Fewer than half of British employees work 'regular jobs'

October 04, 2001

The popular image of a regular job is one that offers permanent employment and is done at the employer's premises, during the day, and for between 30 and 48 hours a week. But new research from the Economic and Social Research Council (ESRC) Future of Work Programme, shows that the majority of British employees do not fit this stereotype. Drawing on a large representative sample of employees from the British Household Panel Survey (BHPS), interviewed annually since 1991, Professor Alison Booth and Dr Marco Francesconi from the Institute of Social and Economic Research (ISER) show that:

 Approximately 59% of men and 52% of women in employment in Britain today are in 'non-standard' jobs - ones that are either temporary; or involve working away from the employer's premises; or for less than 30 or more than 48 hours; or not during the regular working day.

 17% of British employees work more than 48 hours a week; 9% work less than 16 hours a week; and 13% work between 16 and 29 hours a week.

 85% of British employees work at their employer's premises; the remainder are either working at home, in more than one place, or travelling. 92% of British employees are on permanent contracts. And around 70% work standard times during the day while the remaining 30% work at other times, including shift work.

 Despite the 'strategy of enlargement' pursued by many trade unions during the 1990s, specifically aimed at recruiting 'non-standard workers', there has been no expansion of union coverage towards any type of non-standard employment. The only trend over time is a continued statistically significant decline in union coverage for all workers, especially for men.

 There are significant gender differences in the distribution of union recognition across employees in non-standard jobs. Women across nearly all types of non-standard jobs are significantly less likely to be union-covered than women in regular employment. But for men, this negative relationship is only found for men working on fixed term contracts, in more than one place or for non-standard hours (less than the standard working week of 30-48 hours).

 There are significant differences in the relationship between non-standard work and union coverage across the private and public sectors. There is greater union coverage for standard public sector men and women than for their non-standard counterparts.

 This picture is likely to change in the near future, as a result of recent government legislation and European Union Directives for non-standard workers. Whether this leads to an increase or a decrease in union coverage of non-standard workers remains to be seen - the various new provisions could act as either a substitute or a complement to the benefits that union organisation conveys to covered workers.
-end-
For Further Information contact:

On Monday 24th September 2001 Marco Francesconi on 01206-873534 (email: mfranc@essex.ac.uk) and Alison Booth, ISER, 01206-873789 (email: albooth@essex.ac.uk).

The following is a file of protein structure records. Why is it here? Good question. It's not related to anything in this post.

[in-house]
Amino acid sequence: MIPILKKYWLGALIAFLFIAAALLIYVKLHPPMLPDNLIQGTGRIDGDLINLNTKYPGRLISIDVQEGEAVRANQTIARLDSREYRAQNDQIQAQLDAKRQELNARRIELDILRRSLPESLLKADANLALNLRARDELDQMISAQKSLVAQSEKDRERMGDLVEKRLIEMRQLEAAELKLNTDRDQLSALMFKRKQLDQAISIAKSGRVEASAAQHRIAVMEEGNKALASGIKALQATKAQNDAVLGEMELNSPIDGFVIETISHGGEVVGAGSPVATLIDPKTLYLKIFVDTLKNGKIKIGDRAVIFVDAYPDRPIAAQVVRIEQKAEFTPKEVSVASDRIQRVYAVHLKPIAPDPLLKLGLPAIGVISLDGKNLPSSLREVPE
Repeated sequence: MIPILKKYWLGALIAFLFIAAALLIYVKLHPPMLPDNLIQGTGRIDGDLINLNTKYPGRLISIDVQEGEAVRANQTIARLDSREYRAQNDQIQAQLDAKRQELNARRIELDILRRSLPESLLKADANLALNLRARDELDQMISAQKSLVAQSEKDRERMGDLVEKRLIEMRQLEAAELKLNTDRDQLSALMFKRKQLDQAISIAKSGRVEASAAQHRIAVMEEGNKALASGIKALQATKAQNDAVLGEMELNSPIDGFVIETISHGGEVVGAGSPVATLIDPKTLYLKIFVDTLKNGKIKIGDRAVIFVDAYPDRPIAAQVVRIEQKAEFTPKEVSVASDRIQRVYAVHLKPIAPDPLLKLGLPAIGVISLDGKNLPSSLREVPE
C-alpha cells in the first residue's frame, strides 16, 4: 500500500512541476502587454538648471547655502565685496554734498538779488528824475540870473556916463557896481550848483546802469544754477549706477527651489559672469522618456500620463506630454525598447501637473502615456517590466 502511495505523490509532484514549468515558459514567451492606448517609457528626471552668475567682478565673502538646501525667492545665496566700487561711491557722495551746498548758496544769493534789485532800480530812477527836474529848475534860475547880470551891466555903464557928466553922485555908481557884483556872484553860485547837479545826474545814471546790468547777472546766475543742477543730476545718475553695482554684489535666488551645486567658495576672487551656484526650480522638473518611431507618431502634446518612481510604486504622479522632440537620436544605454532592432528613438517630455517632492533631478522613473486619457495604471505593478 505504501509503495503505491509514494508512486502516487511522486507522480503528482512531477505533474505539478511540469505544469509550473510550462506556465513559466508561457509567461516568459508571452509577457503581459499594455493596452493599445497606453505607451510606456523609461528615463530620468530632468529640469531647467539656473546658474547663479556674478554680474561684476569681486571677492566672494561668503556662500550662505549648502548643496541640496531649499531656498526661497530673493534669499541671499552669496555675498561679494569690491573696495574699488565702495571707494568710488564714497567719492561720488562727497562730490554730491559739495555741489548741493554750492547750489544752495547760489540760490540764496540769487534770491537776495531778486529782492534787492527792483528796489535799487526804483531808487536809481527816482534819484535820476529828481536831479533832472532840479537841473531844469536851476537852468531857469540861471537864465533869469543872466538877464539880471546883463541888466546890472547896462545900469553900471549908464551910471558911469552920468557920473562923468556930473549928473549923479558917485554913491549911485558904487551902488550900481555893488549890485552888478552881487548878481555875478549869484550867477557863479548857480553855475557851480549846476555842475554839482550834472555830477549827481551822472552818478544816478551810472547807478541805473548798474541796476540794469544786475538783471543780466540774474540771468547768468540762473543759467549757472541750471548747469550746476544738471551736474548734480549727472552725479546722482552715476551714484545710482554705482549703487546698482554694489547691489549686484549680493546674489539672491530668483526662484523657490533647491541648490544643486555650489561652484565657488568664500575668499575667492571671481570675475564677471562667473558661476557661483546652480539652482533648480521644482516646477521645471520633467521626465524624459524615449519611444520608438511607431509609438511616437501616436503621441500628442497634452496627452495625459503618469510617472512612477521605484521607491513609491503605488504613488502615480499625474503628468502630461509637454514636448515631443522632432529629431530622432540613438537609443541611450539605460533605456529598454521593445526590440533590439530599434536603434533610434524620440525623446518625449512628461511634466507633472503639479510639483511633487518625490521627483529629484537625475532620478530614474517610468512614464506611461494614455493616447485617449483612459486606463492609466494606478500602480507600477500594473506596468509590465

Or ISER Communications Adviser Romesh Vaitilingam on 0117-983-9770 or 07768-661095 (email: romesh@compuserve.com).

Or contact David Ridley or Lesley Lilley in ESRC External Relations on 01793-413118 or 413119.

Notes for Editors

1. 'Union Coverage for Non-standard Workers in Britain' by Alison Booth and Marco Francesconi will be presented at a symposium on work within the ESRC's £4m Future of Work Programme on 25 September. The authors are at the Institute for Social and Economic Research (ISER) at the University of Essex (www.iser.essex.ac.uk). Other speakers at the conference will include Juan Dolado (Universidad Carlos III, Madrid) on the incidence of temporary employment in Spain which has soared in response to high unemployment; and Bertil Holmlund (Uppsala University) on similar work in Sweden in response to economic turbulence.

2. The ESRC is the UK's largest funding agency for research and postgraduate training relating to social and economic issues. It has a track record of providing high-quality, relevant research to business, the public sector and government. The ESRC invests more than £46 million every year in social science research. At any time, its range of funding schemes may be supporting 2,000 researchers within academic institutions and research policy institutes. It also funds postgraduate training within the social sciences, thereby nurturing the researchers of tomorrow. The ESRC website address is http://www.esrc.ac.uk.

3. The Future of Work Programme was launched by the ESRC in October 1998 and is helping to rectify the gaps in our knowledge. Comprising 27 projects and involving more than one hundred leading researchers across the UK, this is the most systematic and rigorous enquiry of its kind, providing evidence-based research for a better understanding of the changing world of work in a period of rapid social, technological and economic change. For further details about the contact Professor Peter Nolan Tel 0113-233-4504.

Economic & Social Research Council

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